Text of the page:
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Energous pairs with Dialog in RF wireless charging

Posted: 20 Aug 2014 ?? ?Print Version ?Bookmark and Share

Keywords:wireless charging? wearables? WattUp? Energous? Dialog?

WattUp developer Energous Corp. is taking its RF push to cord-free charging of wearable devices with Dialog Semiconductor plc, in a partnership to develop reference designs for engaging engineers and promoting the market for wire-free power.

The so-called proof-of-concept reference design will integrate Energous' over-the-air wireless charging technology into Dialog's low-power Bluetooth Smart IC that includes energy harvesting support (see Dialog announces availability of Bluetooth Smart SoC).

Coming in 2.5mm x 2.5mmpackage, using Dialog's IC is an advantage in itself considering that the reference design is targeted at wearable devices. The dimension fits easily in small form factors. Its SmartBond architecture combines low-power radio and intelligent power management, claiming to provide the highest level of integration with the fewest external components of any Bluetooth Smart solution available today.

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Dialog DA14580 SmartBond IC. Source: Dialog

The reference design will "demonstrate the ability to charge wearable CE devices without the need for power connectors or charging mats," according to Sean McGrath, Connectivity, Automotive & Industrial Business Group SVP and GM at Dialog Semiconductor.

Free movement is something Energous' WattUp wireless charging platform is designed to provide. It works by directing Bluetooth to locate the device in need of charging and focusing the radio waves to charge the devices automatically using the same frequency bands as a Wi-Fi router (see WattUp takes RF approach to wire-free wearables charging).

"By optimising WattUp with Dialog's SmartBond connectivity and power management technology, OEMs will be able to seamlessly and rapidly integrate wire-free charging and remote management right into their devices," said Stephen R. Rizzone, CEO of Energous Corporation.

Cutting the cord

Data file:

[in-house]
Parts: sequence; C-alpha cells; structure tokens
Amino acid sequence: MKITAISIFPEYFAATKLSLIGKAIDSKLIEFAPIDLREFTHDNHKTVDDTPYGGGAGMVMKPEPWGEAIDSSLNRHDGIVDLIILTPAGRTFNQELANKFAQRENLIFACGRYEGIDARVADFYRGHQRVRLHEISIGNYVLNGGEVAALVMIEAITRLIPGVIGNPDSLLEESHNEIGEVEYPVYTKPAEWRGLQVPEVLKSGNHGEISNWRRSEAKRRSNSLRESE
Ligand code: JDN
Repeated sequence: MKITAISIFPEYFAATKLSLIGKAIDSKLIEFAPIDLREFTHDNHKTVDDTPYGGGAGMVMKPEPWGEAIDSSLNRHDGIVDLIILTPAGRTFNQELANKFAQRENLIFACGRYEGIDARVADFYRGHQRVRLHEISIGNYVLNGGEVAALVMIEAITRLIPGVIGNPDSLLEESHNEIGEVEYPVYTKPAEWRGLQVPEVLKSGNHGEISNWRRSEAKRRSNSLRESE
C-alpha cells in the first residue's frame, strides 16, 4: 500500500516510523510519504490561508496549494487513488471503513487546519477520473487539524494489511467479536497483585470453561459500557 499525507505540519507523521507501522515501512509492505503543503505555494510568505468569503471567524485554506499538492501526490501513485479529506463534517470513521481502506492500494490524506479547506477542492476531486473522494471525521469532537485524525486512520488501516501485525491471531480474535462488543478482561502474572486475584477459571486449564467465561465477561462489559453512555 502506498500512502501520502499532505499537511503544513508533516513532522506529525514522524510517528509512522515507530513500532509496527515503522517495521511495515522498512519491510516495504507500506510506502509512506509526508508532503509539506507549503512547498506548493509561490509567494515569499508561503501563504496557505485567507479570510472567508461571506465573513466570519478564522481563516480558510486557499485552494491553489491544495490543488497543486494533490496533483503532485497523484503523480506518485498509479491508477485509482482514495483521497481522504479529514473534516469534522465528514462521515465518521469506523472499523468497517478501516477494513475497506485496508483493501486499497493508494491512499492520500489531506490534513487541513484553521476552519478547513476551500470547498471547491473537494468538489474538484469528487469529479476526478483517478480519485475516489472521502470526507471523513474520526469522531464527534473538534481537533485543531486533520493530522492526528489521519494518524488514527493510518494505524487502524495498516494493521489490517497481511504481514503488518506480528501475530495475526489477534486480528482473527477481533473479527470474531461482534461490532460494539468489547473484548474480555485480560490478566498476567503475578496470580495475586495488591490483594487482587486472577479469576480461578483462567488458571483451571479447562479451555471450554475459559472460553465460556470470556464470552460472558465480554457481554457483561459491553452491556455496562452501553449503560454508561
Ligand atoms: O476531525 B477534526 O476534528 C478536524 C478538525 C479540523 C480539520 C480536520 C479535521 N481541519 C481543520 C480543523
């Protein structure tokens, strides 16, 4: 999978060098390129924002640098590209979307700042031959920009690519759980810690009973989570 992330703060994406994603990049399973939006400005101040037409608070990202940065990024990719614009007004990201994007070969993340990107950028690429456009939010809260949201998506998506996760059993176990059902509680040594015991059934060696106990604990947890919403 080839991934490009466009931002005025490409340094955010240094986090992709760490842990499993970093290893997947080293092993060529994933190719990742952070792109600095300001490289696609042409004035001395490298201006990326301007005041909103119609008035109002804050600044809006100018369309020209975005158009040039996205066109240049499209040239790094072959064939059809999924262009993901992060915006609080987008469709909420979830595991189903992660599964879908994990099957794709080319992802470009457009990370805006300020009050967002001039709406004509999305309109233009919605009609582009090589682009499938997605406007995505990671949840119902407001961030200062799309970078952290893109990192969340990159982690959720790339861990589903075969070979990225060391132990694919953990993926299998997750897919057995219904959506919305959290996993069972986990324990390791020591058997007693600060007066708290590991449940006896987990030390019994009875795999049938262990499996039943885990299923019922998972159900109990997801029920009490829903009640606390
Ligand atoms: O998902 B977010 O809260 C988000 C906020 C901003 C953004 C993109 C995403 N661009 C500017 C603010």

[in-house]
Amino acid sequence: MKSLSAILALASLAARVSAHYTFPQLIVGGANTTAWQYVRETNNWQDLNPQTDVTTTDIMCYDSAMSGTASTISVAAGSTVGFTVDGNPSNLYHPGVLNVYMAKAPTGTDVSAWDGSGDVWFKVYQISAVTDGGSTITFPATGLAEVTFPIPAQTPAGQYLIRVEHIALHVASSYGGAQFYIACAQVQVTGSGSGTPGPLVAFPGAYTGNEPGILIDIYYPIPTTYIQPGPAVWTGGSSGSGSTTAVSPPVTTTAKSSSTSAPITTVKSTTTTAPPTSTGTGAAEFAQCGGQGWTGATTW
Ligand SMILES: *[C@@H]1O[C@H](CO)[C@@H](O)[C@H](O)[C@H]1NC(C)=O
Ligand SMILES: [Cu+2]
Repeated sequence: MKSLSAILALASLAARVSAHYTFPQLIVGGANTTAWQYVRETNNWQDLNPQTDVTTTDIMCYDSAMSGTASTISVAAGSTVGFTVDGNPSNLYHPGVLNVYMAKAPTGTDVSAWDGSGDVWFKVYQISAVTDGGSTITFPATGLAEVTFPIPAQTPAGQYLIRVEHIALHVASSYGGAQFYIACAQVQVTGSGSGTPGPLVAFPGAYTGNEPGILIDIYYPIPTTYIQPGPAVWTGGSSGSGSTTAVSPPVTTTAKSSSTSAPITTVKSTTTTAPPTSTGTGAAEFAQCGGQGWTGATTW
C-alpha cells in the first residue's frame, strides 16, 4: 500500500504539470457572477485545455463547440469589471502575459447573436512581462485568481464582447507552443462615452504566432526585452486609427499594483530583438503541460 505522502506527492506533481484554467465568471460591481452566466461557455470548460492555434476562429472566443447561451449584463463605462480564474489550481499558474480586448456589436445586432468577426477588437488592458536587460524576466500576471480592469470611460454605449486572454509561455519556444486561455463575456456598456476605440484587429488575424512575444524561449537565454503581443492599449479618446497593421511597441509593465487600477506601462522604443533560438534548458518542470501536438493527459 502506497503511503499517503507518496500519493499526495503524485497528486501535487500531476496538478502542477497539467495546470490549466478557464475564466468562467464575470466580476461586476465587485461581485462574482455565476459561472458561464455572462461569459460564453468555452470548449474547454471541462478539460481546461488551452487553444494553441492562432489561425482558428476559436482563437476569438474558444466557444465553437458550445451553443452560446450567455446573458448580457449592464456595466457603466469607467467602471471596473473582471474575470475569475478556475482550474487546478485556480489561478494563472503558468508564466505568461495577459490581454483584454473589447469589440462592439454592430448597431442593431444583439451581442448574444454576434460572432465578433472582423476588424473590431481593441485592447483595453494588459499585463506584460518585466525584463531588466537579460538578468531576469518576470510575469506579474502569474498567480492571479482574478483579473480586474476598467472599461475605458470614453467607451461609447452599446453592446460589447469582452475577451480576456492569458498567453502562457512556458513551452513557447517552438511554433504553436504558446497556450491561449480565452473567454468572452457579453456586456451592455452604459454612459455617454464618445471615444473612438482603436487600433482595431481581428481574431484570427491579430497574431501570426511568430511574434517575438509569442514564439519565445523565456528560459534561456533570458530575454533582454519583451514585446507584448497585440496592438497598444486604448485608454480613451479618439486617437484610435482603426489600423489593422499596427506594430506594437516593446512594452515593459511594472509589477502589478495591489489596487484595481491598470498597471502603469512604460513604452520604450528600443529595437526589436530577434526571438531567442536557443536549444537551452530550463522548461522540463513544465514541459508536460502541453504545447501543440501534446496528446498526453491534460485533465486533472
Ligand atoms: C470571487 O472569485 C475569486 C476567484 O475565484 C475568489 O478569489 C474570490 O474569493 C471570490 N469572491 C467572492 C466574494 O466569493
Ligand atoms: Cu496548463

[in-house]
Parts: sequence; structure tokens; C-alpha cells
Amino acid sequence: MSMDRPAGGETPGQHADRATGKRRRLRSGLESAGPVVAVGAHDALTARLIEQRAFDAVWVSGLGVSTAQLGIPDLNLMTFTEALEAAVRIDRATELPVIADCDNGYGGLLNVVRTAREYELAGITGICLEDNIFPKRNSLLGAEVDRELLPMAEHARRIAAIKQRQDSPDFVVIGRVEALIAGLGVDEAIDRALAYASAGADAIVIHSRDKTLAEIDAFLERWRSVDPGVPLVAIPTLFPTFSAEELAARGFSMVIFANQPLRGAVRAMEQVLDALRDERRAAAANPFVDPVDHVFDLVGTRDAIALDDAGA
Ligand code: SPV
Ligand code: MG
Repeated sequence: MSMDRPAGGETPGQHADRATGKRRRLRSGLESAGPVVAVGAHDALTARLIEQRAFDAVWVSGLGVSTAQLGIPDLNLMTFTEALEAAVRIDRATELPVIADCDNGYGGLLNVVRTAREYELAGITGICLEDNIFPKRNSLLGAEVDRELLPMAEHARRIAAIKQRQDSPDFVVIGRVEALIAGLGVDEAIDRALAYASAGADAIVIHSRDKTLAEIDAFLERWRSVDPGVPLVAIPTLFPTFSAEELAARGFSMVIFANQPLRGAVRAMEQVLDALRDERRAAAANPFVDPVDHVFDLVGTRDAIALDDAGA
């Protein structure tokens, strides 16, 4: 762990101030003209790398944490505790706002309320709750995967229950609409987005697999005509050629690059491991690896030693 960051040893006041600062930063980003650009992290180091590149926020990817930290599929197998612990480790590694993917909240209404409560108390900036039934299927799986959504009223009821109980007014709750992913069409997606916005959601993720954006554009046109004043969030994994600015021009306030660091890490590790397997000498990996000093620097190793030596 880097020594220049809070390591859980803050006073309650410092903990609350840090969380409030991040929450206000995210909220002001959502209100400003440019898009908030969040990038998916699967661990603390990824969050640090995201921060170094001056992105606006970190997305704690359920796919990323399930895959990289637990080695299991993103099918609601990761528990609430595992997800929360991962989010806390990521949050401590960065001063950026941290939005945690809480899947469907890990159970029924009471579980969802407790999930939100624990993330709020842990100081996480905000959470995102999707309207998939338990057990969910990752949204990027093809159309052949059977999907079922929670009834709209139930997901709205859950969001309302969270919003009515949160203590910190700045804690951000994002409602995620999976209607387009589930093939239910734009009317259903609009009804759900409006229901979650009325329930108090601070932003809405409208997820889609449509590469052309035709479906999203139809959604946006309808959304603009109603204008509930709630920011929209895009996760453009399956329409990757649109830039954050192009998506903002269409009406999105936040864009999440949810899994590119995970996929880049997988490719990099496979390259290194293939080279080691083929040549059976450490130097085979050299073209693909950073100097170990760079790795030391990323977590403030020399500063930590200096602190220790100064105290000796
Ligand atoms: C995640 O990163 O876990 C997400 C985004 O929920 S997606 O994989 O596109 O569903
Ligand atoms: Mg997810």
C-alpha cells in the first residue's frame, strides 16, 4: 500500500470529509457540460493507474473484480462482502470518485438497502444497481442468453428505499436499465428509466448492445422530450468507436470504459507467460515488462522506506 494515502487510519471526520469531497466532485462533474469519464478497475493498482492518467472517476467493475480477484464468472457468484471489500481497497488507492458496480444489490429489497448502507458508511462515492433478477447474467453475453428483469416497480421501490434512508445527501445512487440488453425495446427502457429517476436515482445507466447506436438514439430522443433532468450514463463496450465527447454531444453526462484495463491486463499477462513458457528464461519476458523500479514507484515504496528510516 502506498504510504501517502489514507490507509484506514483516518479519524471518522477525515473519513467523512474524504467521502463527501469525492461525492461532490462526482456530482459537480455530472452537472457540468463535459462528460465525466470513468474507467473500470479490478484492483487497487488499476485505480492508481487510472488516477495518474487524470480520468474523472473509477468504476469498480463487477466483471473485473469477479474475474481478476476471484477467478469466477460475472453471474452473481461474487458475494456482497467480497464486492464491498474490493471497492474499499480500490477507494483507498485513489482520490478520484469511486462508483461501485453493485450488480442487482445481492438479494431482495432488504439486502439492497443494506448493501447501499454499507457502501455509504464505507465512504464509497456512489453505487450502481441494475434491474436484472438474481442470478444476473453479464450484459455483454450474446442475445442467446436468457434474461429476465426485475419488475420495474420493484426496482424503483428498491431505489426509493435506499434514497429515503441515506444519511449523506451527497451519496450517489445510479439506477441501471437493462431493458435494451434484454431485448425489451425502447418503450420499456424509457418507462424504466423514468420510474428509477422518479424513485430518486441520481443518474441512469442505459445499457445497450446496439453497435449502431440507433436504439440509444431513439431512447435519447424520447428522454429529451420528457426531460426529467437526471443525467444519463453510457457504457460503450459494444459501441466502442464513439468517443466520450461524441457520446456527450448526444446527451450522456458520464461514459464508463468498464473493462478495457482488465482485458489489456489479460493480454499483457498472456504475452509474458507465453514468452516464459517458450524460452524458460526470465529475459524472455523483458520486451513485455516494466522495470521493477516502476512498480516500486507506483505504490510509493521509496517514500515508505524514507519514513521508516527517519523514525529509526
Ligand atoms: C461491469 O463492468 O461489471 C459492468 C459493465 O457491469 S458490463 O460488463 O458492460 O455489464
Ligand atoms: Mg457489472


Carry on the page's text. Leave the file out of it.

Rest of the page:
The partnership between Energous and Dialog is not the first of its kind. The industry has seen other similar initiatives from some of the biggest Silicon Valley companies in driving standardisation and mass adoption of cord-free charging. There is Qualcomm and Gill Technology for charging cars and other furniture (see Qualcomm powers up wireless charging initiative), as well as Intel and WiTricity for resonance-based charging of notebooks, tablets, smartphones and other portable electronics (see Intel, WiTricity go cord-free with charging).

"For consumers to really benefit from wireless power, they need to have access to multiple 'charging stations' throughout their typical day," according to Ryan Sanderson, Wireless Power Principal Analyst at IHS.

If having an infrastructure in place is the basic requirement for wireless charging to enter the mainstream, this infrastructure must first have a power transfer specification to implement, and having one too many to choose from can prove to be a huge barrier.

On the one end of the spectrum is Wireless Power Consortium's Qi, a close-coupled magnetic induction-based charging system. Standing on the other is Alliance for Wireless Power's Rezence, a transfer technology and specification based on the principles of magnetic resonance. Each technology claims advantages, with each having big Silicon Valley companies backing it up. Choosing the best is a task most businesses tend to shy away from.

The existence of competing wireless charging technologies puts a damper on mass-market adoption efforts that has been made so far. The idea behind going wireless is to allow mobility, powering electronic devices in homes, offices, cars, and public spaces. No one would likely approve the thought of moving from place to place, a smartphone with near-empty battery in hand, in search for location that provides the same charging specification that the device supports.

So until there is a single wireless charging technology the majority agrees to implement, it may take a while before the cord can be cut from electronic chargers.

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